- The Washington Times - Sunday, March 29, 2015

Even when former Maryland Gov. Martin O’Malley wows the crowds in Iowa and other early-voting states, they say the likely presidential hopeful would make a good vice president.

That’s a powerful blow to a candidate who is trying to make his way to the top of the ticket and beat back naysaying political analysts who give him no chance of winning or who speculate that he’s actually running for the No. 2 spot or a Cabinet post under Hillary Rodham Clinton, the presumed front-runner for the Democratic nomination.

And these days, Mr. O’Malley is quick to challenge the idea that Mrs. Clinton is “unbeatable” and her nomination is “inevitable.”

“Let’s be honest here, the presidency of the United States is not some crown to be passed between two families. It is an awesome and sacred trust that [has] to be earned and exercised on behalf of the American people,” he said Sunday on ABC’s “This Week.”

The former governor, who has laid the groundwork for a challenge to Mrs. Clinton in 2016, said he would announce his decision on the race “this spring.”

More than any other potential Democratic candidate, Mr. O’Malley has undertaken an aggressive travel schedule in Iowa and New Hampshire. He’s garnered standing ovations from party activists with his populist rhetoric and liberal agenda, which includes calls to raise the minimum wage and break up Wall Street banks.

Larry Hodgden, Democratic Party Chairman for Iowa’s Cedar County, said he was impressed with Mr. O’Malley and believed he will do well in the state’s nominating caucuses, though he offered a major caveat.

“Even if he doesn’t rise to the top of the Democratic ticket, I do believe that he would make a very, very good vice presidential candidate down the road,” said Mr. Hodgden, who met Mr. O’Malley earlier this month at an event in Cedar County.

Like other party activists, Mr. Hodgden said he is waiting on Mrs. Clinton, who has been hunkered down in hopes that the scandal over her exclusive use of private email during her tenure as secretary of state will blow over.

“I’m holding back my judgment until she gets out here and begins to campaign, and then I’ll compare her to whoever else is in the race,” he said.

“It depends how hard Hillary wants to campaign in Iowa and what her message is. And right now it’s secret. Nobody knows,” said Mr. Hodgden. “We know what she’s done in the past, but elections for president are about the future, and we need to know what Hillary Clinton wants to bring to the contest.”

Mr. O’Malley’s supporters insist that Mrs. Clinton isn’t invincible despite her huge lead in the polls.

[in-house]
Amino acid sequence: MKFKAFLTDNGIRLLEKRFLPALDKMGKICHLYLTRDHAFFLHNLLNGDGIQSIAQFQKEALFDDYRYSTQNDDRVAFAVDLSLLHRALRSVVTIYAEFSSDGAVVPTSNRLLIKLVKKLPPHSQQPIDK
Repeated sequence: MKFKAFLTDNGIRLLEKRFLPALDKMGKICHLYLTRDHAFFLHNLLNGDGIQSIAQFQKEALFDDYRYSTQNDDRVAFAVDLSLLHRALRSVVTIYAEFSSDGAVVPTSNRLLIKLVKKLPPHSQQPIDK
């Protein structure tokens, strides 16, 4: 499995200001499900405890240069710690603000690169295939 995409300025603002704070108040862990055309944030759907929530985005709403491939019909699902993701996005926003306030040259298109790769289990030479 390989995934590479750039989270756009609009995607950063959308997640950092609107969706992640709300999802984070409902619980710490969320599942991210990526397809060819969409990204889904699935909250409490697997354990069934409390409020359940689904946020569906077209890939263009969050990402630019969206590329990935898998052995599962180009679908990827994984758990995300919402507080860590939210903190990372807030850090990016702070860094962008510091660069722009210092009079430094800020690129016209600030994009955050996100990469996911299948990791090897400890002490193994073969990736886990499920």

“This isn’t about Hillary. It’s about Martin O’Malley,” said Terry L. Lierman, a former chairman of the Maryland Democratic Party who is expected to play a key role in Mr. O’Malley’s campaign.

“This is about supporting a governor, a council member, a mayor with loads of experience demonstrating that he can get things done,” Mr. Lierman said, referring to Mr. O’Malley’s public service in Baltimore. “He’s a doer of deeds. It’s deeds that are important, not words.”

He brushed off speculation that Mr. O’Malley would be running for anything other than president.

“They have nothing else to do but speculate,” he said. “She [Mrs. Clinton] hasn’t decided if she is running yet either.”

In his Sunday appearance on “This Week,” Mr. O’Malley acknowledged that he had supported Mrs. Clinton’s presidential primary campaign in 2008 as her Maryland campaign chairman, saying, “I certainly believed that for those times she would be the best choice for us as a country.”

Asked if he still believes that, he said: “I believe that there are new perspectives that are needed in order for us to solve the problems that we face as Americans and also the problems that we face as people on this planet. And I believe that new perspective and new leadership is needed.”

Mr. O’Malley has invested heavily in Iowa, a state he first visited in 1983 as a volunteer for then-Sen. Gary Hart’s presidential campaign.

He made four trips to Iowa last year, put 14 staffers to work on state campaigns, contributed nearly $50,000 to local candidates and now has at least one full-time staffer in the Hawkeye State, according to The Associated Press.

Despite his early jockeying in Iowa, Mr. O’Malley doesn’t even register in the polls.

Mr. O’Malley received zero support in a Quinnipiac University Poll last month of likely Iowa Democratic caucus voters.

Mrs. Clinton got 61 percent of the vote and far outpaced all of the potential contenders. Only Massachusetts Sen. Elizabeth Warren, a darling of the party’s far left who so far has resisted calls to run, broke out of single digits, with 19 percent.

Vice President Joseph R. Biden took 7 percent, Vermont Sen. Bernard Sanders got 5 percent, and former Virginia Sen. Jim Webb got 2 percent.

But Mr. O’Malley finished last in the poll.

Mr. O’Malley’s team says it’s too early to worry about polls and that he wouldn’t get in the race if he didn’t think he could win.

They also are banking on the hope that his early visits will raise his poll numbers in the next round of surveys.

Mr. Webb is making his first visits to Iowa next week, where he’ll appear with Mr. O’Malley at the Polk County Democrats’ annual Spring Awards Dinner in Des Moines.

Mrs. Clinton last month declined an invitation to attend the event.

It will be Mr. O’Malley’s second trip to Iowa this year. He also will make a return trip to New Hampshire on Tuesday.

Valerie Richardson contributed to this report.

• S.A. Miller can be reached at smiller@washingtontimes.com.

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